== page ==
14. Grumbly, T.P. (1995). “Lessons from Superfund.” Environment 37(2): 33.CrossRefGoogle Scholar
  15. Harris, R. (1995). “Liberty: Its Past, Present and Future.” Farmingdale Observer 35(23) (February 17).Google Scholar
  16. Head, R. (1995). “Environmental Equity Justice Centers.” In B. Bryant (ed.), Environmental Justice: Issues, Policies and Solutions pp. 57–66. Washington, DC: Island Press.Google Scholar
  17. Jennings, P.D., and P.A. Zandbergen. (1995). “Ecologically Sustainable Organizations: An Institutional Approach.” Academy of Management Review 20: 1015–1052.Google Scholar
  18. Kortge, C.S. (1995). “Taken to the Cleaners.” Newsweek (Oct. 23), p. 16.Google Scholar
  19. Lane, E. (1995). “Superfund Peril: New Danger Seen in Overhaul Bill.” Newsday, Nov. 5, sect. A, pp. 7, 53.Google Scholar
  20. Levy, D.L. (1997). “Environmental Management as Political Sustainability.” Organization and Environment 10: 126–147.CrossRefGoogle Scholar
  21. Maitland, I. (1995). “The Limits of Business Self-Regulation.” California Management Review 27(3): 132–147.CrossRefGoogle Scholar
  22. McKee, K.C. (1995). “Testimony November 08, 1995 Kathryn McKee Legislative Representative National Federation of Independent Business; Before: Subcommittee on Water Resources and Environment House Committee on Transportation and Infrastructure; Subject: Superfund Reform.” Capitol Hill Hearing Testimony, Federal Document Clearing House.Google Scholar
  23. Miller, M.A. (1995). The Third World in Global Environmental Politics. Boulder, CO: Lynne Rienner.Google Scholar
  24. Mintzberg, H. (1979). The Structure of Organizations. Englewood Cliffs, NJ: Prentice-Hall.Google Scholar
  25. Pearce, J.A., and R. Robinson. (1995). “Note on the Hazardous Waste Management Industry.” In J.A. Pearce and R. Robinson (eds.), An Industry Approach to Cases in Strategic Management (2nd ed.). Chicago: Irwin.Google Scholar
  26. Post, J., and B. Altman. (1994). “Managing the Environmental Change Process: Barriers and Opportunities.” Journal of Organizational Change Management 7: 64–81.CrossRefGoogle Scholar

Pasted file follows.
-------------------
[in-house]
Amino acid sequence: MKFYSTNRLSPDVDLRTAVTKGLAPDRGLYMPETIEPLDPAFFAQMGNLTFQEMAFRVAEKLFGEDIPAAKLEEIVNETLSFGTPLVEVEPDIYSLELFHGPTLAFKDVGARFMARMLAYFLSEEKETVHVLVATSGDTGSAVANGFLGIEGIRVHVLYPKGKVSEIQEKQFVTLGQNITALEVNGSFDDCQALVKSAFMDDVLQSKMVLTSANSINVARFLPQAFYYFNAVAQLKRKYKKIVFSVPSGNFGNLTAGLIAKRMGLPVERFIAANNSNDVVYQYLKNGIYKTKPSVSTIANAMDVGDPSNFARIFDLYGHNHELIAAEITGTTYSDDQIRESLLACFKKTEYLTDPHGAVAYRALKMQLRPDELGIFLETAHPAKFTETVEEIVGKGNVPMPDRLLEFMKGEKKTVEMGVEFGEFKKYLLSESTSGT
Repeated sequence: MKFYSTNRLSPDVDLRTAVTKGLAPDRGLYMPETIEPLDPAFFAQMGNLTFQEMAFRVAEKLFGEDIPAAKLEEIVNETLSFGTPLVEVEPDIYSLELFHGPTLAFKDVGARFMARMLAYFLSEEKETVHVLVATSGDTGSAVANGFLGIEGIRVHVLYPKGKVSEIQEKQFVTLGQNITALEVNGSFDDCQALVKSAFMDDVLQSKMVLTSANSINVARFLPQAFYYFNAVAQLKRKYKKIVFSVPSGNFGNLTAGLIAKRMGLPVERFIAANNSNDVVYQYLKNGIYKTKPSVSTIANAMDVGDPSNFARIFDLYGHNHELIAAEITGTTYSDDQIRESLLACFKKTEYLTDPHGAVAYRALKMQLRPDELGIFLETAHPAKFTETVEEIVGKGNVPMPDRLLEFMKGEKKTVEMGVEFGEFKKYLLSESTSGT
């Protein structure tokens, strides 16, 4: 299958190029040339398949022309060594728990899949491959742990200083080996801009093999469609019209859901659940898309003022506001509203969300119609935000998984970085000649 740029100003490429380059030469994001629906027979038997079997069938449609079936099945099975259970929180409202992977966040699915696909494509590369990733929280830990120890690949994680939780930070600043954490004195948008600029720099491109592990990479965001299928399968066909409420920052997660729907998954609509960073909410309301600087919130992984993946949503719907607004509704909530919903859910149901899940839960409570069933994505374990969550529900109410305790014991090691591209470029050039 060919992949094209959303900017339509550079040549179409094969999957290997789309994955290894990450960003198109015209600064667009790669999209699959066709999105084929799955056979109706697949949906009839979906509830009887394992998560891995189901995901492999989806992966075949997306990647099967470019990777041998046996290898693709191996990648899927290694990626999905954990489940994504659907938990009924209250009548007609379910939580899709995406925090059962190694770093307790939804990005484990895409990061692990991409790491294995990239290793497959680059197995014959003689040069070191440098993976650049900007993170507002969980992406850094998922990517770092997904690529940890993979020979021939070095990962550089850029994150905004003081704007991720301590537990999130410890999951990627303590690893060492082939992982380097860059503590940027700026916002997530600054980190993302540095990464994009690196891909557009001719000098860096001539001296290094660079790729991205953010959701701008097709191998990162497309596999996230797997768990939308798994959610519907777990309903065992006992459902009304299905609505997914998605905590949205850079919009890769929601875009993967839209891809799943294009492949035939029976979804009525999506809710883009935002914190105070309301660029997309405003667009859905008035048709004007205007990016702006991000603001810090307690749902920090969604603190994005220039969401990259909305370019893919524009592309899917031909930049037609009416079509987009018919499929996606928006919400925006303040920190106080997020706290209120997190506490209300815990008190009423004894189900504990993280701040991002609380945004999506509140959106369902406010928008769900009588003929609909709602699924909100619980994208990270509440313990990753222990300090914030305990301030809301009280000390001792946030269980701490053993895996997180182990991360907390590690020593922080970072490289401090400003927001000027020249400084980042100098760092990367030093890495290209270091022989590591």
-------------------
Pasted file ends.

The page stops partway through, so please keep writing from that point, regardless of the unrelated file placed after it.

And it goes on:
27. Purser, R.E., C. Park, and A. Montuori. (1995). “Limits to Anthropocentrism: Toward an Ecocentric Organization Paradigm?” Academy of Management Review 20: 1053–1089.Google Scholar
  28. Quinn, D.P., and T.M. Jones. (1995). “An Agent Morality View of Business Policy.” Academy of Management Review 20: 22–42.Google Scholar
  29. Reaven, S.J. (1997). Stony Brook Environmental Compliance Project for Business and Industry. Stony Brook: State University of New York at Stony Brook.Google Scholar
  30. Rosenbaum, W.A. (1989). “The Bureaucracy and Environmental Policy.” In J.P. Lester (ed.), Environmental Politics and Policy: Theories and Evidence. Durham: Duke University Press.Google Scholar
  31. Shrivastava, P. (1994). “Castrated Environment: Greening Organizational Studies.” Organization Studies 15(5): 705–726.CrossRefGoogle Scholar
  32. Shrivastava, P. (1995). “Ecocentric Management for a Risk Society.” Academy of Management Review 20(1): 118–137.Google Scholar
  33. Starik, M., and G.P. Rands. (1995). “Weaving an Integrated Web: Multilevel and Multisystem Perspectives of Ecologically Sustainable Organizations.” Academy of Management Review 20(4): 908–935.Google Scholar
  34. Taylor, J., and K. Kansas. (1993). “Environmentalists Vie for Right to Pollute.” Wall Street Journal, March 26, p. Cl, C14.Google Scholar
  35. U.S. Department of Justice. (1984). “Use of Risk-Based Decision-Making in IST Corrective Action Programs.” Bureau of Justice Statistics Bulletin, OSWER Directive 9610.17. Google Scholar
  36. “U.S. Seeking Options on Pollution Rules.” (1996). New York Times, May 27, p. 11.Google Scholar
  37. Wallis, V. (1997). “Lester Brown, the Worldwatch Institute, and the Dilemmas of Technocratic Revolution.” Organization and Environment 10: 109–125.CrossRefGoogle Scholar
  38. Wenz, Peter. (1988). Environmental Justice. Albany: State University of New York Press.Google Scholar
  39. World Commission on Environment and Development (WCED). (1987). Our Common Future. Oxford: Oxford University Press.Google Scholar

Copyright information

© Springer Science+Business Media Dordrecht 1999

Authors and Affiliations

  • Ellen S. Weisbord
    • 1
  1. 1.Pace UniversityUSA

Personalised recommendations